The spectators stood paralyzed, and with bated breath gazed upon the Saviour. Again darkness settled upon the face of the earth, and a hoarse rumbling, like heavy thunder, was heard. This was accompanied by a violent quaking of the earth. The multitude were shaken together in heaps, and the wildest confusion and consternation ensued. In the surrounding mountains, rocks burst asunder with loud crashing, and many of them came tumbling down the heights to the plains below. The sepulchres were broken open, and the dead were cast out of their tombs. Creation seemed to be shivering to atoms. Priests, rulers, soldiers, and executioners were mute with terror, and prostrate upon the ground.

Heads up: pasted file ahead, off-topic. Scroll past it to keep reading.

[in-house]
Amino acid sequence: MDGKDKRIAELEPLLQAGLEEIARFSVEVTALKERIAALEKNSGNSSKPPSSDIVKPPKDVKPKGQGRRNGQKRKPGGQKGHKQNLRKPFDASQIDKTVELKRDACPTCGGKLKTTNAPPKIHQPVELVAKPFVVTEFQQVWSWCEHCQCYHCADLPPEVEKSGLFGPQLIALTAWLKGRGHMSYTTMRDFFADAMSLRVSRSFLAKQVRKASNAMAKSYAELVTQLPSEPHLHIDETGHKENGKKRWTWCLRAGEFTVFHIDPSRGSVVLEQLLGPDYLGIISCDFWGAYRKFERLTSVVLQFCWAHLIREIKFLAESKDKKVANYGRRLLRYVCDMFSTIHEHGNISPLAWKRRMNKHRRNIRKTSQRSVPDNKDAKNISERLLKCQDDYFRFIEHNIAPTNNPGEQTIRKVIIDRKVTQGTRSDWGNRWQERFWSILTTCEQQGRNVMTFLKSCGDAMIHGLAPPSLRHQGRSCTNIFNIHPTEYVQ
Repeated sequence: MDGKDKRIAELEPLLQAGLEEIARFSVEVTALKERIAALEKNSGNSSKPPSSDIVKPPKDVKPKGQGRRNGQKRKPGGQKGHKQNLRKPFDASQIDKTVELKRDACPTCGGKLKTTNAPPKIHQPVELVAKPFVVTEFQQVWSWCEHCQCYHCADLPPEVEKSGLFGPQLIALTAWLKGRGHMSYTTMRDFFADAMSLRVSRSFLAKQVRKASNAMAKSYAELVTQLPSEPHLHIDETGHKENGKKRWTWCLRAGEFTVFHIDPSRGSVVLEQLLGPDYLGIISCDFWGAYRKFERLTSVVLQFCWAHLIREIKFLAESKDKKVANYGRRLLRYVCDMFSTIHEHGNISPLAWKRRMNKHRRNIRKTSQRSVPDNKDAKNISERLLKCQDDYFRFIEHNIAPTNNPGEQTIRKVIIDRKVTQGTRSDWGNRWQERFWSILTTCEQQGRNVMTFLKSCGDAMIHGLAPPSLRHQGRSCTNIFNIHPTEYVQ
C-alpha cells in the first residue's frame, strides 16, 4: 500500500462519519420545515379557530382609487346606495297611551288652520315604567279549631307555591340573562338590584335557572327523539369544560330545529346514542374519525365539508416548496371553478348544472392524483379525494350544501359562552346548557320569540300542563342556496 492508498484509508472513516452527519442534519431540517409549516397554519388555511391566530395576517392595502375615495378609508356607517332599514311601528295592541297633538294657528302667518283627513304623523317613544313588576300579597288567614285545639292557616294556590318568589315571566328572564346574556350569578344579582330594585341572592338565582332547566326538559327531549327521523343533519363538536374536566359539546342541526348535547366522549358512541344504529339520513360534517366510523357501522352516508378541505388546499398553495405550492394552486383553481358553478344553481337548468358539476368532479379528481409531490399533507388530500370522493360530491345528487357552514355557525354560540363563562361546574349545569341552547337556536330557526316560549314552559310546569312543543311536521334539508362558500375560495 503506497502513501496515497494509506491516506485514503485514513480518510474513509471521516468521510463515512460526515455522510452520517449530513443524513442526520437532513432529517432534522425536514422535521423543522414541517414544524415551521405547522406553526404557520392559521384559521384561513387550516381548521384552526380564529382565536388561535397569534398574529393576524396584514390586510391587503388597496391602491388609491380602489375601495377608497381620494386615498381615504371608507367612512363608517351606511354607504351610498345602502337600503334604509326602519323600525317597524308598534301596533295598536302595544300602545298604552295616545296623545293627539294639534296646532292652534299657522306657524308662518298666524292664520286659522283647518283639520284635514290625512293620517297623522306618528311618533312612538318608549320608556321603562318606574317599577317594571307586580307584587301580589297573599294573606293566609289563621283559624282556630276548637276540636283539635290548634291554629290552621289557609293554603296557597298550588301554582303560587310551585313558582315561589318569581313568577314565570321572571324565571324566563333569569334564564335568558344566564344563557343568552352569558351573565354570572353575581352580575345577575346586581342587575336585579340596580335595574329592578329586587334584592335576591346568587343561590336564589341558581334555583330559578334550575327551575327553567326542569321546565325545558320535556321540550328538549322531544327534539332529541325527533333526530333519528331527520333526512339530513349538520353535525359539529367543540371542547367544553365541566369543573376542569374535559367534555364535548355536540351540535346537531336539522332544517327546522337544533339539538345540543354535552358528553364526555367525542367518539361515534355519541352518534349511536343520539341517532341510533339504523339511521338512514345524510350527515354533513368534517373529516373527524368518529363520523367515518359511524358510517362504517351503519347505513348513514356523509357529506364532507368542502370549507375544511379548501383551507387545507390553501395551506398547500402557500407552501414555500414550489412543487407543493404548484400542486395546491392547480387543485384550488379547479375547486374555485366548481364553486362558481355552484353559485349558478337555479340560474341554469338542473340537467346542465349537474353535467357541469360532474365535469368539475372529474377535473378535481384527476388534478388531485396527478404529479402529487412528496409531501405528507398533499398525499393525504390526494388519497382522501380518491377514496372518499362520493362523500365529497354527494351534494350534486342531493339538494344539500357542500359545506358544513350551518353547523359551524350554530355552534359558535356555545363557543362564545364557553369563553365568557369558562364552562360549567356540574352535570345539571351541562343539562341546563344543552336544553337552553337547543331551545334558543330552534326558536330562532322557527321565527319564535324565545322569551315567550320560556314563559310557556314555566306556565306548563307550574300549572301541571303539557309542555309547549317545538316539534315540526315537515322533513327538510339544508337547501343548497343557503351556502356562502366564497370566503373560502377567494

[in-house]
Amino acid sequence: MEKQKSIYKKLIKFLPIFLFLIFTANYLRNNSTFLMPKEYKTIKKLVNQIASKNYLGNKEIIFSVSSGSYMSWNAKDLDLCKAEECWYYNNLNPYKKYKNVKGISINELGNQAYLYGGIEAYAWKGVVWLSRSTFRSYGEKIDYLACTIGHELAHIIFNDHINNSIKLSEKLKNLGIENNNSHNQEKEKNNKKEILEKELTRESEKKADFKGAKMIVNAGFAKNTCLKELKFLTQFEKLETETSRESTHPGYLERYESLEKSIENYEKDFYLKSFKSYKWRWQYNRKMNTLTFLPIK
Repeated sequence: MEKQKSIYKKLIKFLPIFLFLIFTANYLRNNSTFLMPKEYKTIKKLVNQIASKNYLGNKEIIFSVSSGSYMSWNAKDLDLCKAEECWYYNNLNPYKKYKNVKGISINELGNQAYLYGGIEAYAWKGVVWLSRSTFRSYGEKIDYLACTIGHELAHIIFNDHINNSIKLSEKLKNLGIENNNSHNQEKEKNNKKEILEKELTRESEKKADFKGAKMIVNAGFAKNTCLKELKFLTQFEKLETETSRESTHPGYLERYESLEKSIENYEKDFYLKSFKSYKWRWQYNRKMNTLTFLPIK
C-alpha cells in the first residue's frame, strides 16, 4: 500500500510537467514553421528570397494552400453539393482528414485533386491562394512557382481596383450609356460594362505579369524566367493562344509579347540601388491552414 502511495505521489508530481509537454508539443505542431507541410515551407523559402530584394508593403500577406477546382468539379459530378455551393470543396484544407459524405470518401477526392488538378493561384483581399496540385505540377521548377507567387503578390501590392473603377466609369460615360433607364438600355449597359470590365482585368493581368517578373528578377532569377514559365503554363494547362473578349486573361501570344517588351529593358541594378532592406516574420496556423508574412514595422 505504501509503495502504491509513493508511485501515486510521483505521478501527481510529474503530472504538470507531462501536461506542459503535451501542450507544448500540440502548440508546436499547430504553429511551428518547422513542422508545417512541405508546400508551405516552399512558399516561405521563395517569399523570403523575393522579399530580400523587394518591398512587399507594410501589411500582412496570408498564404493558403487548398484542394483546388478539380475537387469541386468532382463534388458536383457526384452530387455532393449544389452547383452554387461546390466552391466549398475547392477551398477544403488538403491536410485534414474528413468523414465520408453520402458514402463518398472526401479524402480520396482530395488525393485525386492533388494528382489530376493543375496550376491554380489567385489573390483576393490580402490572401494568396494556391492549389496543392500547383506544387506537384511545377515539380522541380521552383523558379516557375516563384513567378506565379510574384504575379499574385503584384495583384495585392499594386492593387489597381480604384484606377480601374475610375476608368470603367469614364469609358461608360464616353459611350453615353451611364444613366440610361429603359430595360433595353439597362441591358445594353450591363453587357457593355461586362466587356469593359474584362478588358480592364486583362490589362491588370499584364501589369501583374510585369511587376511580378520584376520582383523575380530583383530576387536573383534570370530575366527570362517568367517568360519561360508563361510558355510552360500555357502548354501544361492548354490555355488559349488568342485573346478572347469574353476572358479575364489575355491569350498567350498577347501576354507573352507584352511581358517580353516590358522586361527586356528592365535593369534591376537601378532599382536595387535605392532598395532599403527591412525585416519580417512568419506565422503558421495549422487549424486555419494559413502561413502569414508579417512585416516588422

The darkness still hung like a pall over Jerusalem. At the moment in which Christ died, there were priests ministering in the temple before the vail which separated the holy from the most holy place. Suddenly they felt the earth tremble beneath them, and the veil of the temple, a strong, rich drapery that had been renewed yearly, was rent in twain from top to bottom by the same bloodless hand that wrote the words of doom upon the walls of Belshazzar's palace. The most holy place, that had been entered by human feet only once a year, was revealed to the common gaze. God had ever before protected his temple in a wonderful manner; but now its sacred mysteries were exposed to curious eyes. No longer would the presence of God overshadow the earthly mercy-seat. No longer would the light of his glory flash forth upon, or the cloud of his disapproval shadow, the precious stones in the breastplate of the high priest.